Kiefel becomes first female Chief Justice
Australia's first female Chief Justice of the High Court has been sworn in.
Susan Kiefel made her pledge to the High Court this morning and used her speech to reflect on the first female to be appointed to the High Court bench, and how significant the occasion is for women in law.
“It would not be until 1987 that a woman, the Honourable Mary Gaudron, was appointed to this court,” she said.
“When I came to the bar in 1975, there were very few women members of the profession. This is not the occasion to consider why this was so.”
Chief Justice Kiefel left school at 15, but later completed her high school studies while working as a legal secretary. She then studied law part-time and was admitted to the Queensland Bar in 1975.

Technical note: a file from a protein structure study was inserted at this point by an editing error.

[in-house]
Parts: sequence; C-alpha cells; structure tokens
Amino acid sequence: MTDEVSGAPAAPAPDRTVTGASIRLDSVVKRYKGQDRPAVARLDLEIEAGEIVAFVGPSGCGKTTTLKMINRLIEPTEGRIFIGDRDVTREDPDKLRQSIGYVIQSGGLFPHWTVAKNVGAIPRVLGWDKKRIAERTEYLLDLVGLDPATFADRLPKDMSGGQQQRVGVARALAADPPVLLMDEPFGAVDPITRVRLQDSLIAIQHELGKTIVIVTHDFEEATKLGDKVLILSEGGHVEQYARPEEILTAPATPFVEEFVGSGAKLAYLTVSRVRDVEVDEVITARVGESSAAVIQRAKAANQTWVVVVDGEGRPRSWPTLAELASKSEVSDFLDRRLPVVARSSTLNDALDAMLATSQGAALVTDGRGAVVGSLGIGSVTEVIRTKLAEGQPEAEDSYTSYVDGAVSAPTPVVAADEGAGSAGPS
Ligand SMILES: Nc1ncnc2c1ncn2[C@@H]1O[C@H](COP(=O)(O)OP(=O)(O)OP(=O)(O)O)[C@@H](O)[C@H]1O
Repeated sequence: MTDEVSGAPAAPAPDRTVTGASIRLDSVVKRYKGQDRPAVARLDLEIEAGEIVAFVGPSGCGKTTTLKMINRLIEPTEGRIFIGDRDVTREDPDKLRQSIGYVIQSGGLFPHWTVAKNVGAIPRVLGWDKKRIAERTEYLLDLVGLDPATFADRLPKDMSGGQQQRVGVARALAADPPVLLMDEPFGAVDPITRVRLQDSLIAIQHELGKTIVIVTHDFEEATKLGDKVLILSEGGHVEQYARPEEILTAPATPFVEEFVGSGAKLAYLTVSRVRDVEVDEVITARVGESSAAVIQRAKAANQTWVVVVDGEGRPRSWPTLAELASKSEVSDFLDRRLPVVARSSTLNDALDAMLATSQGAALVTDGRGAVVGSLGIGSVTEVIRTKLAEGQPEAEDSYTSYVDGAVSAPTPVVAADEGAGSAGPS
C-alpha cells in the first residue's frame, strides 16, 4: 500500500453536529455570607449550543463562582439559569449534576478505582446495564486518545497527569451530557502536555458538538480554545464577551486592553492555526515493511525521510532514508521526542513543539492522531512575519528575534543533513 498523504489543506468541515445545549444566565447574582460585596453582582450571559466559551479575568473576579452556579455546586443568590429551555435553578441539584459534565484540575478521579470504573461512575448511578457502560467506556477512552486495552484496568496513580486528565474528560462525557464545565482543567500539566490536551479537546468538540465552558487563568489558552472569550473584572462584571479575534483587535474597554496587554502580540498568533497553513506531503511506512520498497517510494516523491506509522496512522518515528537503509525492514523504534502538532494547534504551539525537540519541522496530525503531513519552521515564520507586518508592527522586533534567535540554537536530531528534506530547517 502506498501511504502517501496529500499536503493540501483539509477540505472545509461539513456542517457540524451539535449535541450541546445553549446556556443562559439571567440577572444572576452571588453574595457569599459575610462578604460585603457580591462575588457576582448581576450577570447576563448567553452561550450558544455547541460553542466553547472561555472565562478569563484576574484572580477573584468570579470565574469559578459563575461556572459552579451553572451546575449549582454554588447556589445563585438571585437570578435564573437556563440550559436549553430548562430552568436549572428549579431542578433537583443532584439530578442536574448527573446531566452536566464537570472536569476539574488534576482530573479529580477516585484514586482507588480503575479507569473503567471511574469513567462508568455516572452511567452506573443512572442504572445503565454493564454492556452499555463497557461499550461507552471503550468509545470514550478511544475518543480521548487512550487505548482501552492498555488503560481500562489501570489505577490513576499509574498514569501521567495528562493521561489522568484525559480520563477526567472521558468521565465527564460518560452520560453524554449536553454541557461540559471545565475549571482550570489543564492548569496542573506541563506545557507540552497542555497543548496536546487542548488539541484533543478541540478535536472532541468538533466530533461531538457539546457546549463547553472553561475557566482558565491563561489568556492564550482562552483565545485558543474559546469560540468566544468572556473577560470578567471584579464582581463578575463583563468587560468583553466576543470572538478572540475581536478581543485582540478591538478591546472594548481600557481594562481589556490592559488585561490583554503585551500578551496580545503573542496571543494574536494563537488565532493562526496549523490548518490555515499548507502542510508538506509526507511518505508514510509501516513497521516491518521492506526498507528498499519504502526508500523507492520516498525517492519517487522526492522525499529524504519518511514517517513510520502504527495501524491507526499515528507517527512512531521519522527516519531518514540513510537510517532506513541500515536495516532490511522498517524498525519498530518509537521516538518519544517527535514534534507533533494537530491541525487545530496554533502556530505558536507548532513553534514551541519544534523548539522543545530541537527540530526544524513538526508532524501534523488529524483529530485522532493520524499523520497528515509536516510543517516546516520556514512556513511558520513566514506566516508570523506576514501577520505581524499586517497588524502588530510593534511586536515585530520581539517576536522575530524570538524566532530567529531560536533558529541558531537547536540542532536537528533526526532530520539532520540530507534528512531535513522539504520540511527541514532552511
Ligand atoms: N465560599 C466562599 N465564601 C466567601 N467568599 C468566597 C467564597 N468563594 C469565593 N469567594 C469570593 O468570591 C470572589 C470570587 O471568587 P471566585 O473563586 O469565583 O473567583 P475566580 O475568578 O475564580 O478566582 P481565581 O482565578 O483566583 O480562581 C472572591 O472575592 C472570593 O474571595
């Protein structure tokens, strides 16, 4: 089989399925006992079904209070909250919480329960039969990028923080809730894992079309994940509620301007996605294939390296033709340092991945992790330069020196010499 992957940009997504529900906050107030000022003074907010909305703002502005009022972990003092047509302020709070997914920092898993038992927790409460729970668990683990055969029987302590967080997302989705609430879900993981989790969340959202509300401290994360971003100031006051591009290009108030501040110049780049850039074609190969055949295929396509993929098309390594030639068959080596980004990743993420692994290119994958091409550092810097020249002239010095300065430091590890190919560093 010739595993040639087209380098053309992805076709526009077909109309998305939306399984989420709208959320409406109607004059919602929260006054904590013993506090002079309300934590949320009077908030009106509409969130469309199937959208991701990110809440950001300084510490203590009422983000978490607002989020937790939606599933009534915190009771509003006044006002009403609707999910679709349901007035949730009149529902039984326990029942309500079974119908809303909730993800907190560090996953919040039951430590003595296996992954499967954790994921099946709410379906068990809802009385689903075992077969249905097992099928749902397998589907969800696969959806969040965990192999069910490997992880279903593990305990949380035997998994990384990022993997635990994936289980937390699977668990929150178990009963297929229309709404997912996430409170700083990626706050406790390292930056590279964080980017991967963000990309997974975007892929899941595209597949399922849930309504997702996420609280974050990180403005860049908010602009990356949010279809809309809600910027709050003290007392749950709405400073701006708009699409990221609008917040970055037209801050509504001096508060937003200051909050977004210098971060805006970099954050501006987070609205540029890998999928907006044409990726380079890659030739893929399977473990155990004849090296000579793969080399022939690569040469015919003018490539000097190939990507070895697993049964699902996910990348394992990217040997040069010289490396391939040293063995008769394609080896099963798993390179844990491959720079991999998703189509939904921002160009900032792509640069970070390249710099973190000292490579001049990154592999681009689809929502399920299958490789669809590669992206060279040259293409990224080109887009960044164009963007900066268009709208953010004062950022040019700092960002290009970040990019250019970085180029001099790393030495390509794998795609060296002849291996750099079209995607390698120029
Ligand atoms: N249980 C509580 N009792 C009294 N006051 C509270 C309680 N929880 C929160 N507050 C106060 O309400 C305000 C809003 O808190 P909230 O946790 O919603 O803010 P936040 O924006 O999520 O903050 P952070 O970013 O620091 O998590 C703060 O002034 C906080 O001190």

In 1987, she became Queensland’s first woman to be appointed QC.
“The appointment of more women to this court recognises that there are now women who have the necessary legal ability and experience as well as the personal qualities to be a justice of this court,” she said.
“There seems no reason to think that that situation will not be maintained in the future. It may well improve.”
Chief Justice Kiefel replaces Robert French, who reached the mandatory High Court retirement age of 70.
Chief Justice Kiefel has been on the High Court bench since 2007, and has already served as a judge in the Federal Court and the Supreme Court of Queensland.
“Chief justices, like the other justices, give a part of their lives to the service of this court and thereby to the people of Australia,” she said.
“That service is not given for the purpose of personal acknowledgement or the enhancement of reputation.
“It is given to ensure that this court is maintained as an institution in which the Government, the legislature, the legal profession and the people of Australia can have confidence.”
Justice James Edelman will this week become one of the youngest ever to fill a vacancy on the High Court bench.